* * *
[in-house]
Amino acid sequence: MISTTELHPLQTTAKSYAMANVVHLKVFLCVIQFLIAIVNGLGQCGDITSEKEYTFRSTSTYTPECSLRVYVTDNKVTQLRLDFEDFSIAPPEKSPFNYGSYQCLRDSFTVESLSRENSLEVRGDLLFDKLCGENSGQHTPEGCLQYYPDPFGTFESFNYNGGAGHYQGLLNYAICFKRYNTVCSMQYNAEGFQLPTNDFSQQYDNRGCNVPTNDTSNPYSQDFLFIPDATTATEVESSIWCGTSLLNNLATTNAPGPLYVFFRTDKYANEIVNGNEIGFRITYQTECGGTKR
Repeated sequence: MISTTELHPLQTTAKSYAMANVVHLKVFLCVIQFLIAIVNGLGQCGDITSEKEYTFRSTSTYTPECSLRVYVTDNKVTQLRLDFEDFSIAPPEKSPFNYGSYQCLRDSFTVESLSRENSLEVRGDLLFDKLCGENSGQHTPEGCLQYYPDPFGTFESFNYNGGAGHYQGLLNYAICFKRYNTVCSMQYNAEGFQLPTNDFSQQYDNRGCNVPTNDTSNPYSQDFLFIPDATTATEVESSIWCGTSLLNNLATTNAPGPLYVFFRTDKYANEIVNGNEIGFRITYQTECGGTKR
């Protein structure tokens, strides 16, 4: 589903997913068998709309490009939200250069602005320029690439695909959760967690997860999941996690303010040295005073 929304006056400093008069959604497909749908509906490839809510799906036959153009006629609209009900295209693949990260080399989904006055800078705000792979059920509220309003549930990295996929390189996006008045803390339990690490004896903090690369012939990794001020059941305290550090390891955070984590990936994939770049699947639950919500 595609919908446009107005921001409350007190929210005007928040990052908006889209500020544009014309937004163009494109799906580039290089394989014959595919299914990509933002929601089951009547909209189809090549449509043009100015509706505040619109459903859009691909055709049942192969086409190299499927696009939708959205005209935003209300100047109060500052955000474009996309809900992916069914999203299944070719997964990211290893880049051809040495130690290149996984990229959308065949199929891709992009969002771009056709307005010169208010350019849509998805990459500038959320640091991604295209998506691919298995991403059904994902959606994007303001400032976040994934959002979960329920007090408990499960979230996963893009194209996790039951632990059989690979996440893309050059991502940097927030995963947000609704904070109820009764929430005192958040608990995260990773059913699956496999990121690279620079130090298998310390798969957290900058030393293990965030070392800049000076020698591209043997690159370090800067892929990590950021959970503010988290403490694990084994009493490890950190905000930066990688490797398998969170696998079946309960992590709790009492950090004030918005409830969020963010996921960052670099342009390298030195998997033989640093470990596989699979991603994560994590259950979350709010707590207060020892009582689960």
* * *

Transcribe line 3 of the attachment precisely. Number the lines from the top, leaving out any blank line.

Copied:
Repeated sequence: MISTTELHPLQTTAKSYAMANVVHLKVFLCVIQFLIAIVNGLGQCGDITSEKEYTFRSTSTYTPECSLRVYVTDNKVTQLRLDFEDFSIAPPEKSPFNYGSYQCLRDSFTVESLSRENSLEVRGDLLFDKLCGENSGQHTPEGCLQYYPDPFGTFESFNYNGGAGHYQGLLNYAICFKRYNTVCSMQYNAEGFQLPTNDFSQQYDNRGCNVPTNDTSNPYSQDFLFIPDATTATEVESSIWCGTSLLNNLATTNAPGPLYVFFRTDKYANEIVNGNEIGFRITYQTECGGTKR